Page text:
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First Post-Flyby Pluto Imagery

I’m on the road and don’t have a lot of time for writing, but I want to go ahead and get these new Pluto images up. They’re now available on the NASA site, and were introduced at the news conference at JHU/APL that just concluded. I’ll also quote just a bit of the news release for each photo.


New close-up images of a region near Pluto’s equator reveal a giant surprise: a range of youthful mountains rising as high as 11,000 feet (3,500 meters) above the surface of the icy body.

The mountains likely formed no more than 100 million years ago — mere youngsters relative to the 4.56-billion-year age of the solar system — and may still be in the process of building, says Jeff Moore of New Horizons’ Geology, Geophysics and Imaging Team (GGI). That suggests the close-up region, which covers less than one percent of Pluto’s surface, may still be geologically active today.

This one I mis-typed in my Twitter coverage for those who were following it, but the correct number is 100 million years. Young mountains, and check that altitude! The lack of cratering implies a young surface, but we can rule out tidal effects as a driver for geology here. “This may cause us to rethink what powers geological activity on many other icy worlds,” says GGI deputy team leader John Spencer of the Southwest Research Institute in Boulder, Colo.


Remarkable new details of Pluto’s largest moon Charon are revealed in this image from New Horizons’ Long Range Reconnaissance Imager (LORRI), taken late on July 13, 2015 from a distance of 289,000 miles (466,000 kilometers).

A swath of cliffs and troughs stretches about 600 miles (1,000 kilometers) from left to right, suggesting widespread fracturing of Charon’s crust, likely a result of internal processes. At upper right, along the moon’s curving edge, is a canyon estimated to be 4 to 6 miles (7 to 9 kilometers) deep.

Again, a relatively young surface shaped by geological activity. And note the diffuse boundary at the dark region at the north pole, suggesting we’re looking at a thin film of material. “Underlying it is a distinct, sharply bounded, angular feature; higher resolution images still to come are expected to shed more light on this enigmatic region.”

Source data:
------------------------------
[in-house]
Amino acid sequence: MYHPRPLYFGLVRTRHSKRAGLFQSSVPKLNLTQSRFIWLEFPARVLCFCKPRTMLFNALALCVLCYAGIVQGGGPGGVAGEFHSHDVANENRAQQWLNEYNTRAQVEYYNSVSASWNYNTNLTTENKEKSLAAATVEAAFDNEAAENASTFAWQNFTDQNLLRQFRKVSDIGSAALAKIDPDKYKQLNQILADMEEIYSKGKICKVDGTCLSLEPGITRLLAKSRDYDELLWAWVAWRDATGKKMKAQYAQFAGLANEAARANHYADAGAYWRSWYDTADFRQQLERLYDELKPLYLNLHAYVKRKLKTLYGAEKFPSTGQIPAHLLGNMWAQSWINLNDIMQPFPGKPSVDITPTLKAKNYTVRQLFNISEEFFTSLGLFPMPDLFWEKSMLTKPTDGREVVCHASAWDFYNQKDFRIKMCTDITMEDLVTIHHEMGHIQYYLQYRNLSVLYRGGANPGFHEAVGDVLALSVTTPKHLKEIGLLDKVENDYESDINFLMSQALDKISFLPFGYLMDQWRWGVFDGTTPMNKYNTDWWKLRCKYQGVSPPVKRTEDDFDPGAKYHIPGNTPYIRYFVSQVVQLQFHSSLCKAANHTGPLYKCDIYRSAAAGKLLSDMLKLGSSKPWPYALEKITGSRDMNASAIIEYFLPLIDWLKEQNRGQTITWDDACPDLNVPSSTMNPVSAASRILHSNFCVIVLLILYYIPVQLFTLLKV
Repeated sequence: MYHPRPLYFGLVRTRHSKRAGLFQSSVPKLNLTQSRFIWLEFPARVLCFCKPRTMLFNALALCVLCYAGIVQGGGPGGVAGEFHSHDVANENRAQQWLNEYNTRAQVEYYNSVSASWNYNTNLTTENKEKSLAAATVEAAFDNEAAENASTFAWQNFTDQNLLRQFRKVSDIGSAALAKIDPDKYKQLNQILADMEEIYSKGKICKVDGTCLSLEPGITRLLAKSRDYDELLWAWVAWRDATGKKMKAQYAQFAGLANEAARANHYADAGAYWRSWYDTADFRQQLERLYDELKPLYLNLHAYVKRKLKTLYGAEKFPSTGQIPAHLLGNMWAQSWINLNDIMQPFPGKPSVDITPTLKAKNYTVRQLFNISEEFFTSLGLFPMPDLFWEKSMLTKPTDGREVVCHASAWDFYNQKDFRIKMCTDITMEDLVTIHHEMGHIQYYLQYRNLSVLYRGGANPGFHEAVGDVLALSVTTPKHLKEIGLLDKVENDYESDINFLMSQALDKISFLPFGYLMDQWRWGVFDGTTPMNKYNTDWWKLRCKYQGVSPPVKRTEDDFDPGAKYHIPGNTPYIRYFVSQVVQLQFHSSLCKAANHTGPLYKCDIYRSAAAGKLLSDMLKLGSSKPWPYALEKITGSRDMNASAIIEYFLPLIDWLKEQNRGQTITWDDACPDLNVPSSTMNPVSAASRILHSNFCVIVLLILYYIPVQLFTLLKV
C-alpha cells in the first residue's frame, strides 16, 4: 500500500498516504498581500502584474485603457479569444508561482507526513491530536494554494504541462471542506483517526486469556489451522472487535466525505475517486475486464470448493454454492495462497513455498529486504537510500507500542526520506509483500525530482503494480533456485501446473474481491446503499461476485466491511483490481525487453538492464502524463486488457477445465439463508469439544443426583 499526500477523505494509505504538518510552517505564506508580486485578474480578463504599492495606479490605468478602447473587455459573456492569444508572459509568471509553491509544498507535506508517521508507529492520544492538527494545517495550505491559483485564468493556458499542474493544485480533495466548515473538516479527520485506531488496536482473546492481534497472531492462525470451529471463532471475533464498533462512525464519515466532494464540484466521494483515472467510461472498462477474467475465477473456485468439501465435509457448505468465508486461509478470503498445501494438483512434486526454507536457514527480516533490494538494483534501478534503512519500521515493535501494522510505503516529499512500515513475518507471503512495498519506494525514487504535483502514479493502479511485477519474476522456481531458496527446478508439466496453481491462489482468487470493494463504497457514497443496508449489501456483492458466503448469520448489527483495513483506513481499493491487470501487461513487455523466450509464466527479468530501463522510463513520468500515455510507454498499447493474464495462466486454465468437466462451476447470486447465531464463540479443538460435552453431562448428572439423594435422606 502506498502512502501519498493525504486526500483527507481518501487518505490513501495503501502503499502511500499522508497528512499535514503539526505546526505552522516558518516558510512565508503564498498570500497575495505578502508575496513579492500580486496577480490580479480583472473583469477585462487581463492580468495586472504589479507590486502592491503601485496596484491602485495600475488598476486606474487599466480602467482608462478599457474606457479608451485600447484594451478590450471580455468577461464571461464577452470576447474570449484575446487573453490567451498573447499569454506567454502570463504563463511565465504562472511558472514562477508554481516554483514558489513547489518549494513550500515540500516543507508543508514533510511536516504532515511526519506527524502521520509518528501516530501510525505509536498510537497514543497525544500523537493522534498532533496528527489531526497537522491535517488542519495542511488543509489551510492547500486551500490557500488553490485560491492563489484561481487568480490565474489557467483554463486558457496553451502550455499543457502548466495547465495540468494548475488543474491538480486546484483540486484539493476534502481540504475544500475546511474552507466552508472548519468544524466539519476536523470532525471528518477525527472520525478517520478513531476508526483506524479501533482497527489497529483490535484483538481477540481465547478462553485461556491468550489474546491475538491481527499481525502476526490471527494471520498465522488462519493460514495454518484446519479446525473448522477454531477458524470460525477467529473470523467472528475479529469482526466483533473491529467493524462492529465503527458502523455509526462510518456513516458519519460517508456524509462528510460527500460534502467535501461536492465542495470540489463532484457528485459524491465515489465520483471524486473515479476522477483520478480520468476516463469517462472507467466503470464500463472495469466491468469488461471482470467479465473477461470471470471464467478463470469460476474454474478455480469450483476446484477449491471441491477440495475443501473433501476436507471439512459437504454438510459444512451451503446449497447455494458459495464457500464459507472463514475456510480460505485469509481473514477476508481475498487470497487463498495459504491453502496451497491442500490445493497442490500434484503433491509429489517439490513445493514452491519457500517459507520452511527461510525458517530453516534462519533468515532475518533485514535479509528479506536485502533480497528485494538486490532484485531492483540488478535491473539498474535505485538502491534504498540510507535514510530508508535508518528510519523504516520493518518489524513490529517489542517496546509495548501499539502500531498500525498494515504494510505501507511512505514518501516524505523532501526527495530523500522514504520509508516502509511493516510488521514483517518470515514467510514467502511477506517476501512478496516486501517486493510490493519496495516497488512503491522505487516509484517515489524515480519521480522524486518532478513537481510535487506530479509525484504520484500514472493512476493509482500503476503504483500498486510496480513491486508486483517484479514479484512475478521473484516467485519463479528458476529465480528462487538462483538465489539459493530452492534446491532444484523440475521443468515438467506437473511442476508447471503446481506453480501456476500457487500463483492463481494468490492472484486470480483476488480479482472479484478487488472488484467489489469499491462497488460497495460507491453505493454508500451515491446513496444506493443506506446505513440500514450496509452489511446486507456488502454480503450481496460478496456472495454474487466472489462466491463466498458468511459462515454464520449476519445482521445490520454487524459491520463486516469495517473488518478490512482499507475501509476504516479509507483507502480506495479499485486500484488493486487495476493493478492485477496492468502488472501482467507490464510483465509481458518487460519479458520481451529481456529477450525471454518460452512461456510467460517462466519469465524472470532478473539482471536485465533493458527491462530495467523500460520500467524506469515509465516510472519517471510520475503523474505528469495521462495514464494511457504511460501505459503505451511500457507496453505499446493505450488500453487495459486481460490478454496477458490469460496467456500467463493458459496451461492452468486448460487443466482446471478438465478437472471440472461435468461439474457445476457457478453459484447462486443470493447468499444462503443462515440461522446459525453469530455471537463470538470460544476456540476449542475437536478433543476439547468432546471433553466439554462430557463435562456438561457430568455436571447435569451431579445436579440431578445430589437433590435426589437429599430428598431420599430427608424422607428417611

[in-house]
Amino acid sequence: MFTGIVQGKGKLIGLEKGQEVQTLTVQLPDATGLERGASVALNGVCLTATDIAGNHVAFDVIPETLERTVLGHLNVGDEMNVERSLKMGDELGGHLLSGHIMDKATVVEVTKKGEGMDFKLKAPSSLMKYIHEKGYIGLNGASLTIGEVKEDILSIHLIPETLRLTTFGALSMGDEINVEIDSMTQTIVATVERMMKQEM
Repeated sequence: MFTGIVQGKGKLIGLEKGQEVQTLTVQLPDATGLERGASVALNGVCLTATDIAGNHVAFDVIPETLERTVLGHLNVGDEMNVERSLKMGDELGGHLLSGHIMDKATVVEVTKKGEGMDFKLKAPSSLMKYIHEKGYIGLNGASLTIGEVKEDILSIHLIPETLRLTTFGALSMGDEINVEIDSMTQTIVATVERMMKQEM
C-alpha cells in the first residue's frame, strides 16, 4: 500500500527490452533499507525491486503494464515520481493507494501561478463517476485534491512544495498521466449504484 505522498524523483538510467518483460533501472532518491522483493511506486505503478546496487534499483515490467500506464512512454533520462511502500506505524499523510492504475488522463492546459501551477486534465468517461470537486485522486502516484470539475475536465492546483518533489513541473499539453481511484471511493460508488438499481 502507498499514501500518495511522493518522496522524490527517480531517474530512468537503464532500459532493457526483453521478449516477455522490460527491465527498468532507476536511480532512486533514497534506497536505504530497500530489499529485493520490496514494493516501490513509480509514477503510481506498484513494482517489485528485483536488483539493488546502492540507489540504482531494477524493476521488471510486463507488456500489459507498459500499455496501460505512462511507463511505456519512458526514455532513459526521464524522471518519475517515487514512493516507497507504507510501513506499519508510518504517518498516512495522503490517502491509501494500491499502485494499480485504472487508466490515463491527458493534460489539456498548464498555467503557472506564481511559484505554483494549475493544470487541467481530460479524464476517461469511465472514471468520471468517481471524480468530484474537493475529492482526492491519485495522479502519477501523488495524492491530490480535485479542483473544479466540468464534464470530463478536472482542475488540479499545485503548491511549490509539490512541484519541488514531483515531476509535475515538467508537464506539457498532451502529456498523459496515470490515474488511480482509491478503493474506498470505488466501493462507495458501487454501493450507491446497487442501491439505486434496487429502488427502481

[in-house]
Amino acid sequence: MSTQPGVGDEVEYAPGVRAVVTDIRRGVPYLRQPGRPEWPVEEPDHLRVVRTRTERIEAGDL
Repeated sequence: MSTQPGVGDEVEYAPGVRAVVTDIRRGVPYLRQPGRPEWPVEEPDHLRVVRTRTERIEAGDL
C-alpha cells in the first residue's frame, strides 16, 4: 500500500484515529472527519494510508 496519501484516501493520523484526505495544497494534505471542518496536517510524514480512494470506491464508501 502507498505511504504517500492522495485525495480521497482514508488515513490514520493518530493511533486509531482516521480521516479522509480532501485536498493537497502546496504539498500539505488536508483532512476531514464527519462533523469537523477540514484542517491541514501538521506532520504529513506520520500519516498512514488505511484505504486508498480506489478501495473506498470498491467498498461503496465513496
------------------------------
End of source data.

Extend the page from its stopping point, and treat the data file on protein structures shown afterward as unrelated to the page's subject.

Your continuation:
The latest spectra from New Horizons Ralph instrument reveal an abundance of methane ice, but with striking differences from place to place across the frozen surface of Pluto.

“We just learned that in the north polar cap, methane ice is diluted in a thick, transparent slab of nitrogen ice resulting in strong absorption of infrared light,” said New Horizons co-investigator Will Grundy, Lowell Observatory, Flagstaff, Arizona. In one of the visually dark equatorial patches, the methane ice has shallower infrared absorptions indicative of a very different texture. “The spectrum appears as if the ice is less diluted in nitrogen,” Grundy speculated “or that it has a different texture in that area.”

We have so much data to come in the next sixteen months, and given the surprises we’ve already been dealt, it’s clear we’ll be talking about Pluto/Charon for some time. As one of the participants in the press briefing yesterday said, we’re not just re-writing the books now. We’re going to be writing entirely new books.


Comments on this entry are closed.

  • Alex Tolley July 15, 2015, 17:31

    These images are just fantastic, and the data just as interesting. From mere crude imaging a decade ago by Hubble, we now have superb detailed images of Pluto and Charon. This makes Pluto a much more “real” world. As the imaging and data rolls out, Pluto will be transformed. Who will write stories set on this newly updated world?